Owner: Vail Valley Foundation, Vail

Roof Materials

The Vail Valley Foundation envisioned an iconic entrance for the amphitheater that not only would accommodate guests, protect against the elements and provide facilities, but also would recognize and celebrate the Ford family and mirror the amphitheater’s atmosphere.

Under the Vail Valley Foundation, Zehren’s team of architects chose approximately 5,500 square feet of PTFE fiberglass membrane canopies to make the vision for The Lobby a reality. PTFE, or polytetrafluoroethylene, is a Teflon-coated woven fiberglass membrane that is durable and weather resistant. The PTFE fiber coating is chemically inert, capable of withstanding extreme temperatures and immune to UV radiation.

Designer, fabricator and installer of PTFE fiberglass membrane: Birdair

Building Report

The Gerald R. Ford Amphitheater is a remarkable outdoor venue nestled along a hillside with a stunning view of the Rocky Mountains. The Lobby, which is adjacent to the Betty Ford Alpine Gardens and Ford Park, serves not only as an impressive entrance to the amphitheater, but also as a shelter from inclement weather, a social gathering point prior to entering the amphitheater, and a place for ticket and bag check. The Lobby allows for a smooth transition into the venue.

Within the Lobby resides a mini-stage that can accommodate pre-show performances, along with a new stand for concessions and restrooms. Around the perimeter of the space rests informal boulder seating, and alpine landscapes border the surrounding walls. Overall, the aesthetics of the space mirror the pristine landscape and enjoyable outdoor atmosphere.

The Lobby also holds a Ford family tribute: a series of symbolic sculptures and interpretive elements intended to pay homage to President and Mrs. Ford and their family. This tribute is a new landmark in Vail celebrating the family’s commitment to their adopted hometown and the positive changes that they made to the community.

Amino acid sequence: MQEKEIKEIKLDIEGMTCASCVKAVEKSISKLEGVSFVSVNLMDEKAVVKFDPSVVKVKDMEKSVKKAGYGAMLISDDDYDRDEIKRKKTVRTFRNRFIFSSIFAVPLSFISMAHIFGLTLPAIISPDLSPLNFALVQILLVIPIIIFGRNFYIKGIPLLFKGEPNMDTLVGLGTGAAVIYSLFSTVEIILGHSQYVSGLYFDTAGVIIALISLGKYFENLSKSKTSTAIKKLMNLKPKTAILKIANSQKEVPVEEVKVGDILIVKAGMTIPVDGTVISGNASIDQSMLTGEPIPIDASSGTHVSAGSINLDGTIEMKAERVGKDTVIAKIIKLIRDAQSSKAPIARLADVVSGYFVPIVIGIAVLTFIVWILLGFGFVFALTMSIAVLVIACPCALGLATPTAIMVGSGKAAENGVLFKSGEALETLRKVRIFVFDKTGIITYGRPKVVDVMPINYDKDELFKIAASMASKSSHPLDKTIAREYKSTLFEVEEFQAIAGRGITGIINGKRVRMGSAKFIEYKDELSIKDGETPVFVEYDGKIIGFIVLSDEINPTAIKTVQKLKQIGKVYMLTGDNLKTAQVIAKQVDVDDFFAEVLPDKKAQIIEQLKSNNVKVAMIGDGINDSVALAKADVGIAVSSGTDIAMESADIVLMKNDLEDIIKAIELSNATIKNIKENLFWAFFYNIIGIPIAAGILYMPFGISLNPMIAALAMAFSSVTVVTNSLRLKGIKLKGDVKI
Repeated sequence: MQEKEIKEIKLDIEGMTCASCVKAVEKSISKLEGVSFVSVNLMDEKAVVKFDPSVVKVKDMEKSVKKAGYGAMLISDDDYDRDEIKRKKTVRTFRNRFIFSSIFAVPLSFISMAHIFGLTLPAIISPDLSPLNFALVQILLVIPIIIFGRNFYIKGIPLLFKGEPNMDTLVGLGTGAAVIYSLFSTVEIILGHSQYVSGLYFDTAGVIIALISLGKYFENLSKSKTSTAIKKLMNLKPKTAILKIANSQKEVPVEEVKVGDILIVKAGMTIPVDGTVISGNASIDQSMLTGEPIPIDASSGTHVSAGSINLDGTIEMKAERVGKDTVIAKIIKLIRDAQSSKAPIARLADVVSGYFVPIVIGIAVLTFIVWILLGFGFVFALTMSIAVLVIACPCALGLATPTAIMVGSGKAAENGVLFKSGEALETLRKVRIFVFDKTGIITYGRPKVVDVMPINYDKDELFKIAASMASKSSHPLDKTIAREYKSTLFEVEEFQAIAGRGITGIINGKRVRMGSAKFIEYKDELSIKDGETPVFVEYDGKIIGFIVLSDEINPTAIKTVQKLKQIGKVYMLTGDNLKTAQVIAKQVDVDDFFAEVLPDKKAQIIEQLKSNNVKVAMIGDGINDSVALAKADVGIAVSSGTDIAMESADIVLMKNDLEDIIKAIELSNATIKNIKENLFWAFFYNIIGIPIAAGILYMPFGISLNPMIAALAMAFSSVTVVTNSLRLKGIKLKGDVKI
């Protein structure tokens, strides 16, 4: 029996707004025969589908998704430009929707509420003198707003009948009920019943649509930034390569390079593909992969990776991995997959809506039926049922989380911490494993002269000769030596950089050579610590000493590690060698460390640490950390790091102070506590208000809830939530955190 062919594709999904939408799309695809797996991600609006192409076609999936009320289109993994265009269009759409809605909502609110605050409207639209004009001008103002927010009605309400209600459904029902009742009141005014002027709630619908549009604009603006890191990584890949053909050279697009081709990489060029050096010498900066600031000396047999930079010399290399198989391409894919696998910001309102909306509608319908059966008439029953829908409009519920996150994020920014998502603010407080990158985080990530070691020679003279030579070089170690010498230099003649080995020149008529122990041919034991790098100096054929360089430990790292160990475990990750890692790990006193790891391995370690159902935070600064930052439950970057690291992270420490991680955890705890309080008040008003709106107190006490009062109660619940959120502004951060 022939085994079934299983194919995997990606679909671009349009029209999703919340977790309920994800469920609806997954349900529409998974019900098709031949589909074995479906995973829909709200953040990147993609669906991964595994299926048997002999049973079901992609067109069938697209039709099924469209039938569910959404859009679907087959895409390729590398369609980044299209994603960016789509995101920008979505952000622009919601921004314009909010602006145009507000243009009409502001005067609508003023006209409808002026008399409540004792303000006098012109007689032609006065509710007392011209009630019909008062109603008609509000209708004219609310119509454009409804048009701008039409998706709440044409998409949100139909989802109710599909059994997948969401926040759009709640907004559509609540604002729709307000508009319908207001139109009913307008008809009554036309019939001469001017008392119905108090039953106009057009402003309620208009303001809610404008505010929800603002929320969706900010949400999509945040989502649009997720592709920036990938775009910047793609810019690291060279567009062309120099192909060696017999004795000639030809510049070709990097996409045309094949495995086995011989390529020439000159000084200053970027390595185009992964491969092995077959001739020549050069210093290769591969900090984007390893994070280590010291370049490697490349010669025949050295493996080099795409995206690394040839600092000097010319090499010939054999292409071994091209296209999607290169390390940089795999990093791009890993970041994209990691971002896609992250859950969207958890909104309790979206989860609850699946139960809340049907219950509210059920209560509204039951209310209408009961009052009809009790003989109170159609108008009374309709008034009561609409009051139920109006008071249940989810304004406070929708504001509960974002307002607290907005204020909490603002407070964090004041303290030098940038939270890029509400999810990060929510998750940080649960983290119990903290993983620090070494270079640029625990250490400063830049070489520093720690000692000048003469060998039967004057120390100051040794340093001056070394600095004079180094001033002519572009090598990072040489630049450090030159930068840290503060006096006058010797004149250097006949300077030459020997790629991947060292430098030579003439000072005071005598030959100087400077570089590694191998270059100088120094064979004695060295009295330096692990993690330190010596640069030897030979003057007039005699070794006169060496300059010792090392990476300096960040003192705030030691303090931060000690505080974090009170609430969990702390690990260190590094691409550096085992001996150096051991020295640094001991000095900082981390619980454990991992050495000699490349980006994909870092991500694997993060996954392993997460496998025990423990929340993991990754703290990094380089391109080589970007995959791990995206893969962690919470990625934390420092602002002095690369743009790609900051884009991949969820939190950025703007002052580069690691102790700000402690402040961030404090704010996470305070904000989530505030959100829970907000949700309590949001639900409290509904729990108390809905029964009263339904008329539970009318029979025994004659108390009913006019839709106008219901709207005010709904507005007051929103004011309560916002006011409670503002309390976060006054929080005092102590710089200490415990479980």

PHOTO: BIRDAIR

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Polycarbonate Sheet Diffuses and Distributes Light in Skylight Applications

Bayer MaterialScience LLC</a> has launched Makrolon SK polycarbonate sheet

Bayer MaterialScience LLC has launched Makrolon SK polycarbonate sheet.

Bayer MaterialScience LLC has launched Makrolon SK polycarbonate sheet, the first in a series of Daylighting Solutions materials. Makrolon SK polycarbonate prismatic textured sheet is optimized to diffuse and distribute light while maintaining a high level of light transmission, making it ideal for daylighting applications. In skylight applications, the material can be draped or thermoformed and has a higher impact resistance than acrylic or glass.

Two color options are available: clear or white. A grade incorporating a UV-enhanced cap layer is available as Makrolon SK1 polycarbonate sheet.

Makrolon SK polycarbonate sheet provides commercial skylight and daylighting system manufacturers with a high-impact-strength glazing material that allows for reductions in lighting costs due to its balance of light transmission and diffusion.

Applications such as commercial skylights, canopies, overhangs, awnings and covered pedestrian walkways can all benefit from the combination of outstanding properties offered by this single material solution.

AAMA Releases Guideline for Installing Pre-assembled Unit Skylights

The American Architectural Manufacturers Association (AAMA) has published AAMA 1607, “Voluntary Installation Guidelines for Unit Skylights.” This document provides a guideline for installing pre-assembled unit skylights onto a roof.

“The AAMA 1607 document is the first and only comprehensive unit skylight installation guideline ever produced,” says Bob Sampson (RCS Consulting), chair of the AAMA 1607 Update Task Group. “This outlines the best practices for a full range of roofing systems and product designs. It provides the architect, general contractor and roofing contractor with the best information to ensure a well detailed and executed installation. This can have a great effect on impacting the successful application of skylights on many projects in the future.”

The intent of this standard is to educate by providing clear illustrations and concise commentary on the principles involved to facilitate effective installation practice, when the unit manufacturer has not provided such detail in their instructions. Proper preparations and roof safety also are addressed within the standard.

AAMA 1607, along with other AAMA documents, may be purchased from AAMA’s Publication store.